But now, in front of us, more than 50 years later, is an homage to car #004. All-new from the ground up. A custom, Superformance-built round-tube frame, just like the original had, is surrounded by all-new, hand-laminated fiberglass bodywork painted Cadillac Firemist blue with a neon-orange stripe. Real magnesium wheels. This is no restomod; it's a licensed re-creation. More than that, it's a time traveler packing some heat from the future.

This particular car is fitted with the 6.2-liter LT1 V8 that Chevy fitted as standard to the C7 Corvette when it debuted, but LOOOOOORRRRDY does it fire up different. There's no stutter or cough as the old gasses mix with the new in an attempt at combustion as in an old 'Vette, but there's no click-whirrr of a modern starter, either. The key turns and the sidepipes deafen. It's a glorious pop-pop-grbgrbgrbgrbgrb that we didn't know this V8 had in it. We figured GM's fancy engineers with their fancy software and fancier engineering degrees had bred it out.

From there, the Grand Sport settles into a too-low-rpm idle, dipping below the wub-wub-wubwub wub-wub-wubwub of a lumpy old-school cam, and into the "uh, this ain't right" category. And, indeed, it ain't right. While this is an officially licensed GM product, complete with access to the blueprints and part specs on the original cars, GM and Superformance are still working out a couple of things. Modern motors, you see, are designed to work in big systems with lots of electronic inputs; break the chain, and things get funny. The funny here is expressed in idle irregularities and the first couple millimeters of throttle travel. Instead of being able to tinker with the carbs or the throttle cable, however, the engineers down here are exchanging code with those in Michigan to sort things out.

Thankfully, there's a solution to both of those abnormalities and it is, bar none, my favorite way to solve problems: Add more throttle. When in doubt, as the saying goes ...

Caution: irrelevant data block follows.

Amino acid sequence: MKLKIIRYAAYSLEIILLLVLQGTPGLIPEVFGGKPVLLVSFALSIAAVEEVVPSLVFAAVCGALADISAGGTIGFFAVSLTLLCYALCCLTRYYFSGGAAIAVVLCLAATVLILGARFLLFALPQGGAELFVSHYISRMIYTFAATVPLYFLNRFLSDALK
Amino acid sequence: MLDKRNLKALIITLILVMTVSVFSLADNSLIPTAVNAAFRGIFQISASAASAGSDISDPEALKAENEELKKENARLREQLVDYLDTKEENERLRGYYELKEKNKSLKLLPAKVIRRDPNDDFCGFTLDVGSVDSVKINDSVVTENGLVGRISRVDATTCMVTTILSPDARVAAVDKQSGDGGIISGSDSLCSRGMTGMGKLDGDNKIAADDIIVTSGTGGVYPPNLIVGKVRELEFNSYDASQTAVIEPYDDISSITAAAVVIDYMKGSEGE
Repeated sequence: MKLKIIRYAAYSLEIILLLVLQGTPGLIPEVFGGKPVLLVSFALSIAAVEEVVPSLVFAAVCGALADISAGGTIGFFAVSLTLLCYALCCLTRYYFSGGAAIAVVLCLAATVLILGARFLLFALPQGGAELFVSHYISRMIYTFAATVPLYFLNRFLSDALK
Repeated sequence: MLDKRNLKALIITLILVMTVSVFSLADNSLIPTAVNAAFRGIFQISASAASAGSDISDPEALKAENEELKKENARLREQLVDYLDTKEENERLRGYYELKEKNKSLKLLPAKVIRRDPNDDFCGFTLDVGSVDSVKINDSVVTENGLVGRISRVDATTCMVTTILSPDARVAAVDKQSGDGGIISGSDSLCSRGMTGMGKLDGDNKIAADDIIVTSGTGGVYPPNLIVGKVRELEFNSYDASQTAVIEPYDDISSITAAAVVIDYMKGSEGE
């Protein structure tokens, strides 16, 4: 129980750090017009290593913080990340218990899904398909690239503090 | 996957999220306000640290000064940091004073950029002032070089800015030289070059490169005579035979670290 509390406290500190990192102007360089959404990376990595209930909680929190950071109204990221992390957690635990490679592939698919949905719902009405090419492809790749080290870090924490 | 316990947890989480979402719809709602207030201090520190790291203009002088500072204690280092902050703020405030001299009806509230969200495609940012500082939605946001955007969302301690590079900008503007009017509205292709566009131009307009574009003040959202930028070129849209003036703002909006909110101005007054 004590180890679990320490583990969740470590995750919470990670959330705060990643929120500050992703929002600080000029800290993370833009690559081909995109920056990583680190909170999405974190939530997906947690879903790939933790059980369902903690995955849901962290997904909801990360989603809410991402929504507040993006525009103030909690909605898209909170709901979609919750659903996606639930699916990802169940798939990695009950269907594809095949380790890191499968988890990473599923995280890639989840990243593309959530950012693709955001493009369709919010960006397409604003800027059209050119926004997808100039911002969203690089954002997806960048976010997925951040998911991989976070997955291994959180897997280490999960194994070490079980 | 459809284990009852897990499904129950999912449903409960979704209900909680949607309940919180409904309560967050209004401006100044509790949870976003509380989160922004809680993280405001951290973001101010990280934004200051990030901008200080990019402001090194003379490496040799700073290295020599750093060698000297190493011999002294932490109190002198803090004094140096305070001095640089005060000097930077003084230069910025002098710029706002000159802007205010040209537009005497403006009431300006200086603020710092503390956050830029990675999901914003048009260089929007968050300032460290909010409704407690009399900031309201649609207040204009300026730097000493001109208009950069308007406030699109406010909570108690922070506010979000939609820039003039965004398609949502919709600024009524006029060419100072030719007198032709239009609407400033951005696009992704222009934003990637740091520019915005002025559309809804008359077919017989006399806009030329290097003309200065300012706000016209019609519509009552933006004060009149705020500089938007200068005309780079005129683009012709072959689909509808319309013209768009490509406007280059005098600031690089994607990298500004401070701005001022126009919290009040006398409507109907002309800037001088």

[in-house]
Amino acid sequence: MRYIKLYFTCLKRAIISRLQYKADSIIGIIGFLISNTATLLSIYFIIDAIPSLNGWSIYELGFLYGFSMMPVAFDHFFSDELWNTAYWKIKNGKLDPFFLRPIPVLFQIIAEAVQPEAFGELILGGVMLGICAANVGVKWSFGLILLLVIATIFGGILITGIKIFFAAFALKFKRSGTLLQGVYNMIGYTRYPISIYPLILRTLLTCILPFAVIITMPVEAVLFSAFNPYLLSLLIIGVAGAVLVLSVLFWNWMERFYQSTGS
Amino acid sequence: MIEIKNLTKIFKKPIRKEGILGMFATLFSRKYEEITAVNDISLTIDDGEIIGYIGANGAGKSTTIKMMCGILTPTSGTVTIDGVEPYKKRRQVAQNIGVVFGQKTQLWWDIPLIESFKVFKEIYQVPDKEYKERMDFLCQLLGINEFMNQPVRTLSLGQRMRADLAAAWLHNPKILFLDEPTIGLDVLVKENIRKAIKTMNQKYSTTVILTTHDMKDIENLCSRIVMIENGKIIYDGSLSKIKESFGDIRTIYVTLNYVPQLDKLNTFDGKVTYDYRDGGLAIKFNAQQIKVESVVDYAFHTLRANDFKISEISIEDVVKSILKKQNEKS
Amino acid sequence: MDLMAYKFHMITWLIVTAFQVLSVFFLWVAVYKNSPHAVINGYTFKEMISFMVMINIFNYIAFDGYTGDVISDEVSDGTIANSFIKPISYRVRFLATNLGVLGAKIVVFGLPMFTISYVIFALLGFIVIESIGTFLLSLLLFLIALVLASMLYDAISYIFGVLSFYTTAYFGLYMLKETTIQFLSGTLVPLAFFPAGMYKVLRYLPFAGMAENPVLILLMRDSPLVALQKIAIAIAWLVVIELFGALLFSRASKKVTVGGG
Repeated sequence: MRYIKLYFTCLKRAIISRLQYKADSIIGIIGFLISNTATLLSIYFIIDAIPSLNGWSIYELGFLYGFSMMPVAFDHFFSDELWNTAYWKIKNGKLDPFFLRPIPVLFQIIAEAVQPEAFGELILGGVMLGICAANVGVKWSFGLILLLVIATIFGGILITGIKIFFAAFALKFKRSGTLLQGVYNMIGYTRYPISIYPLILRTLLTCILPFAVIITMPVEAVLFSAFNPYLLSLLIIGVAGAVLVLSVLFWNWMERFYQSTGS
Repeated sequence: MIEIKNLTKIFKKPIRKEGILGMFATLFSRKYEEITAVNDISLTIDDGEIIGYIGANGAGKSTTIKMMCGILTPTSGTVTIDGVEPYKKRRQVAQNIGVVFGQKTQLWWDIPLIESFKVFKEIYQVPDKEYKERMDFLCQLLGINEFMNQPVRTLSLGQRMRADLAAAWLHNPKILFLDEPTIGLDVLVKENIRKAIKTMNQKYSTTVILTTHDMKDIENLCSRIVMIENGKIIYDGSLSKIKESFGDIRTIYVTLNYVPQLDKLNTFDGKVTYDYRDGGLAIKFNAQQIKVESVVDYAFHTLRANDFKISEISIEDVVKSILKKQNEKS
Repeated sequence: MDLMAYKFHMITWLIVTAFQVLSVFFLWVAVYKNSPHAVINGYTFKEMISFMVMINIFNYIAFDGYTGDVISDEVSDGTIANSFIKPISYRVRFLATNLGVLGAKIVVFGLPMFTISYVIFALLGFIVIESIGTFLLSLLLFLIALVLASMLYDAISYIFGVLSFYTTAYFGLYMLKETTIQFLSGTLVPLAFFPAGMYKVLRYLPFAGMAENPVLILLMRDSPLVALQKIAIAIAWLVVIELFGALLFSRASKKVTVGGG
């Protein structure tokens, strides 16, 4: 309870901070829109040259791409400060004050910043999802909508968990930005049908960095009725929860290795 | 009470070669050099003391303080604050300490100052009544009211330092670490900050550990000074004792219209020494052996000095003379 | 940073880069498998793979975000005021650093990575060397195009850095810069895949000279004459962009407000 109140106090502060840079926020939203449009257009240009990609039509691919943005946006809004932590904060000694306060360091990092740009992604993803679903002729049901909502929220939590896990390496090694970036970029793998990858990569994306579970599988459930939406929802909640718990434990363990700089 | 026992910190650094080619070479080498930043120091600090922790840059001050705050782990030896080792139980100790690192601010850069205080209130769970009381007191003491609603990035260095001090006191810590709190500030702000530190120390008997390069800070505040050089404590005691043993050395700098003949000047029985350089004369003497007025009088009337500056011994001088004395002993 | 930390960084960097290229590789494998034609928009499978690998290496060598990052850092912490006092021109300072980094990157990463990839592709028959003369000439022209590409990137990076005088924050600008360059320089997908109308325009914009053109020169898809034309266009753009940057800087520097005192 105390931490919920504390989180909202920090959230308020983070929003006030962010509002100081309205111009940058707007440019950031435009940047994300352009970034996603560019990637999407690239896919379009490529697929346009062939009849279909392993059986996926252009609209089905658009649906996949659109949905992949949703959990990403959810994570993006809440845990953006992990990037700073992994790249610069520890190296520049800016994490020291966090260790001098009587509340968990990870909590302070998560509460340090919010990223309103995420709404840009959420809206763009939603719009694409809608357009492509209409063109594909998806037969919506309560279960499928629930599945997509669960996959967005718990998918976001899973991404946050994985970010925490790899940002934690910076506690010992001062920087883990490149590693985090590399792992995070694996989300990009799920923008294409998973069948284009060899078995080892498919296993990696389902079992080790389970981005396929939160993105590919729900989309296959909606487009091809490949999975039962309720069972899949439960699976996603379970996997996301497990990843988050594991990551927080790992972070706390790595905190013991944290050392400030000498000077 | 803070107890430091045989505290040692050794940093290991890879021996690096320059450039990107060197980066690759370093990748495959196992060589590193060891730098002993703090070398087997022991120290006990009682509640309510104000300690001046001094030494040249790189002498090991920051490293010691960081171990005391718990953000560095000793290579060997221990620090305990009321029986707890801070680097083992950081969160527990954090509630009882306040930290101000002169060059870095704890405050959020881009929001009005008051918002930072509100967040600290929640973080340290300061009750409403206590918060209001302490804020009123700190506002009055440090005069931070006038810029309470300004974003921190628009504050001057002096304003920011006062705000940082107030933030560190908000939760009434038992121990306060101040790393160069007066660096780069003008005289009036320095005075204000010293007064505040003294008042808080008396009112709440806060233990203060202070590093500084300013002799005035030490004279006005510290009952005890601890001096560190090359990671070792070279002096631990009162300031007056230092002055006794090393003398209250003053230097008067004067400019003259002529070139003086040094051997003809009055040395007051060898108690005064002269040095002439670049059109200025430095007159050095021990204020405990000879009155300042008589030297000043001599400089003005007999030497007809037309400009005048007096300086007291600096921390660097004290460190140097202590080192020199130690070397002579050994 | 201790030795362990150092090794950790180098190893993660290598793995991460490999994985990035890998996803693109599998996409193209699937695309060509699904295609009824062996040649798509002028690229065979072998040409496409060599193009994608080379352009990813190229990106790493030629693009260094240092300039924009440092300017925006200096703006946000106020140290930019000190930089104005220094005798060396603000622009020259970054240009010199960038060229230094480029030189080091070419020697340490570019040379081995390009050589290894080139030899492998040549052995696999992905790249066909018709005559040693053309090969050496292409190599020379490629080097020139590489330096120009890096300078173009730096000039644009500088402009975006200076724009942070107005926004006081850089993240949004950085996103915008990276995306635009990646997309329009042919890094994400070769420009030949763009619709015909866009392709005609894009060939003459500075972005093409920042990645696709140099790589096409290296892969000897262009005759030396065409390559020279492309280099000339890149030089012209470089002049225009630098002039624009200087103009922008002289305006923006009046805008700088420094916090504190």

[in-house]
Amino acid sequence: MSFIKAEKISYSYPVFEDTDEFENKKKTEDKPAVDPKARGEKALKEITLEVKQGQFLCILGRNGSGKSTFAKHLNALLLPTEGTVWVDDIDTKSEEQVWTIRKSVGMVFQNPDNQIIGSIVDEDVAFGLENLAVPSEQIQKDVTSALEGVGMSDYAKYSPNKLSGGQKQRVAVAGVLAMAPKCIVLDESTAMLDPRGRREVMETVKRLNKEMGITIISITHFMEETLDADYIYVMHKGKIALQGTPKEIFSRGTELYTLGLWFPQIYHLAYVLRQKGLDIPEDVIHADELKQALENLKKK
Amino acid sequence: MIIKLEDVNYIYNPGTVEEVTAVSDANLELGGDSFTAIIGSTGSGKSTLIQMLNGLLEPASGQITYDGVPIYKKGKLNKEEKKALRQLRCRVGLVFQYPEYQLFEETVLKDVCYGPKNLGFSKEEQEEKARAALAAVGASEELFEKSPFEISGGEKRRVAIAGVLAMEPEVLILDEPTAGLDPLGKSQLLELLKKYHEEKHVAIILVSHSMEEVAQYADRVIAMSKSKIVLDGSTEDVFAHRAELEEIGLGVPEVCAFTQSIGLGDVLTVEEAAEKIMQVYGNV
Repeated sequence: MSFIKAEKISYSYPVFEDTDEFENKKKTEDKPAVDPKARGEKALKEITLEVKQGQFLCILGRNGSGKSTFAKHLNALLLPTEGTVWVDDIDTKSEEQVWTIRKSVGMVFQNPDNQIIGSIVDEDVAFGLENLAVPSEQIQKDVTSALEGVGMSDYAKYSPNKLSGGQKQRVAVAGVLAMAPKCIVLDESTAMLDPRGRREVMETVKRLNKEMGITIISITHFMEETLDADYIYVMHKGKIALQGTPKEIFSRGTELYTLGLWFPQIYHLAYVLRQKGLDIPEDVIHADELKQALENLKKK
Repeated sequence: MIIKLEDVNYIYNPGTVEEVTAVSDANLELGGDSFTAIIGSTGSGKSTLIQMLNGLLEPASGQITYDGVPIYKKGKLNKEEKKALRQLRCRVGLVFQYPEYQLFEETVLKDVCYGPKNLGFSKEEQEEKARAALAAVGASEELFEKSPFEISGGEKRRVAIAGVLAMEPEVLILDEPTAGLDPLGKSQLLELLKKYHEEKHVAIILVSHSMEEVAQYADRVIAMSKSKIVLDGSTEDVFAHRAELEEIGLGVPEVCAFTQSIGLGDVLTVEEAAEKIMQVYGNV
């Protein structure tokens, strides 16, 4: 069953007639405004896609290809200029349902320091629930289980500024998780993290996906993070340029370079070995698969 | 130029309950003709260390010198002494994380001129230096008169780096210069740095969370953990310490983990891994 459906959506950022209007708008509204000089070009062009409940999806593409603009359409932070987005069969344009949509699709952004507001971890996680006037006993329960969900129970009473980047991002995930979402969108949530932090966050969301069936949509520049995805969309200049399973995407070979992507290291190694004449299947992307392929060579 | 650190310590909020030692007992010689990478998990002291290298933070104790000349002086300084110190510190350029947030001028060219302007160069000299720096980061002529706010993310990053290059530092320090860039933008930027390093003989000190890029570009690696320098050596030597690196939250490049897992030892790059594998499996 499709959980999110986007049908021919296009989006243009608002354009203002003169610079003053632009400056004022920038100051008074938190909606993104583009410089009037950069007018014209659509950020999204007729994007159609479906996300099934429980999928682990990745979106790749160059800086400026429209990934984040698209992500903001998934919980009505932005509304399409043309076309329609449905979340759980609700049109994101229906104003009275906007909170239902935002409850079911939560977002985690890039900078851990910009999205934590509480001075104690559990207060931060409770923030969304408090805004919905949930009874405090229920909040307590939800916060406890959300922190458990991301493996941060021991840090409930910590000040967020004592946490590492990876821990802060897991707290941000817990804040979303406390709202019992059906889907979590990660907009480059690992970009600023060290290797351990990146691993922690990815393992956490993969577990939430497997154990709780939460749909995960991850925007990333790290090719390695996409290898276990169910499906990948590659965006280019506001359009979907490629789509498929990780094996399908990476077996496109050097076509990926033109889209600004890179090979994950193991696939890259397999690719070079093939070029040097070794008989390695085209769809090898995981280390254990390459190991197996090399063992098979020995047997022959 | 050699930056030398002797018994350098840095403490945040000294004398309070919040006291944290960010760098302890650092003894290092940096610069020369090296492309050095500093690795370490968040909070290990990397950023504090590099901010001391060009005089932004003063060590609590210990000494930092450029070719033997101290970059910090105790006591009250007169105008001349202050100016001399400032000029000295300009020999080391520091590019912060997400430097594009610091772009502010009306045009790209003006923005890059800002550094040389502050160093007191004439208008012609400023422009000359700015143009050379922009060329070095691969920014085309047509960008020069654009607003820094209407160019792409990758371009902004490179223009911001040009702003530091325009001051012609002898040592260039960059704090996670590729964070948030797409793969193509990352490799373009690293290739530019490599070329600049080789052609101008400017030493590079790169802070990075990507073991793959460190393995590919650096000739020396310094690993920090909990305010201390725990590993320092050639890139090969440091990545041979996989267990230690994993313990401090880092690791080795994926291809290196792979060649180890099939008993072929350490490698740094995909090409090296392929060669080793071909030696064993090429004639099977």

Stab the gas, dump the clutch and go. As you might expect from a car that needed fender flares the size of guardrails, there is perhaps too much tire here. The mag wheels are wrapped in Avon rubber front and rear — 245/60R15 up front and 295/50R15s muffin-topping the backside. We're off without a hint of tire or clutch smoke, but enveloped in a wall of noise. The rear squats like a dog on its favorite lawn, and the steering goes spooky-light. Shifting the Tremec T-56 six-speed manual into second momentarily cures the lightness as the front dives hard on its springs and sidewalls (#SavetheSidewalls), teasing you with some steering confidence before it is immediately stripped away as you plow deep into the tach in the next gear.

The experience is a sensory wonderland of sound and smell and vibration. It is lacking in one department, though: speed. Our test car just didn't have the oomph we'd expect from this much power in this little fiberglass. The motor pulled to the top like an LT1 and never sounded like it missed a beat, but we were working hard to only go kinda fast. It recalibrated the way we wanted to drive. It's not just that we were driving this differently, more lackadaisically, than we would a C7, but we were driving it with less aggression, and thus less glee, than we would even a normal '60s 'Vette.